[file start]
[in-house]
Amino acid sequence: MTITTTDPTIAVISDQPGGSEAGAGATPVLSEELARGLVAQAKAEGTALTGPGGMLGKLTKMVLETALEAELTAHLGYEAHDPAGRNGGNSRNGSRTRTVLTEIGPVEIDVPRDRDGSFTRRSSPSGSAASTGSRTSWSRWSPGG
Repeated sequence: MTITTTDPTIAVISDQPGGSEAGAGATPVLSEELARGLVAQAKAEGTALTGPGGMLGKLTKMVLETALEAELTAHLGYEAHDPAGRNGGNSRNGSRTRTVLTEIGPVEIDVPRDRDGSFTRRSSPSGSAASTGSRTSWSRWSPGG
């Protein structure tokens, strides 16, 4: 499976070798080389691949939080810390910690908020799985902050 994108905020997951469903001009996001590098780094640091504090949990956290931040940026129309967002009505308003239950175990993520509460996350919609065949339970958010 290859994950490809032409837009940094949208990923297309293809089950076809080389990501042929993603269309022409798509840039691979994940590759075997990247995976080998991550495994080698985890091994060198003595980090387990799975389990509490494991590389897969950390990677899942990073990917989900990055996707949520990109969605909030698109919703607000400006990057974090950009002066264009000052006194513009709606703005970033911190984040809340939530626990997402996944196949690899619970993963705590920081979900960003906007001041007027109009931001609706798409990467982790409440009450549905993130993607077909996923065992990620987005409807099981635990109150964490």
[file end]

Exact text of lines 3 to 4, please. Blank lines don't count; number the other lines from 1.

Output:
Repeated sequence: MTITTTDPTIAVISDQPGGSEAGAGATPVLSEELARGLVAQAKAEGTALTGPGGMLGKLTKMVLETALEAELTAHLGYEAHDPAGRNGGNSRNGSRTRTVLTEIGPVEIDVPRDRDGSFTRRSSPSGSAASTGSRTSWSRWSPGG
């Protein structure tokens, strides 16, 4: 499976070798080389691949939080810390910690908020799985902050 994108905020997951469903001009996001590098780094640091504090949990956290931040940026129309967002009505308003239950175990993520509460996350919609065949339970958010 290859994950490809032409837009940094949208990923297309293809089950076809080389990501042929993603269309022409798509840039691979994940590759075997990247995976080998991550495994080698985890091994060198003595980090387990799975389990509490494991590389897969950390990677899942990073990917989900990055996707949520990109969605909030698109919703607000400006990057974090950009002066264009000052006194513009709606703005970033911190984040809340939530626990997402996944196949690899619970993963705590920081979900960003906007001041007027109009931001609706798409990467982790409440009450549905993130993607077909996923065992990620987005409807099981635990109150964490």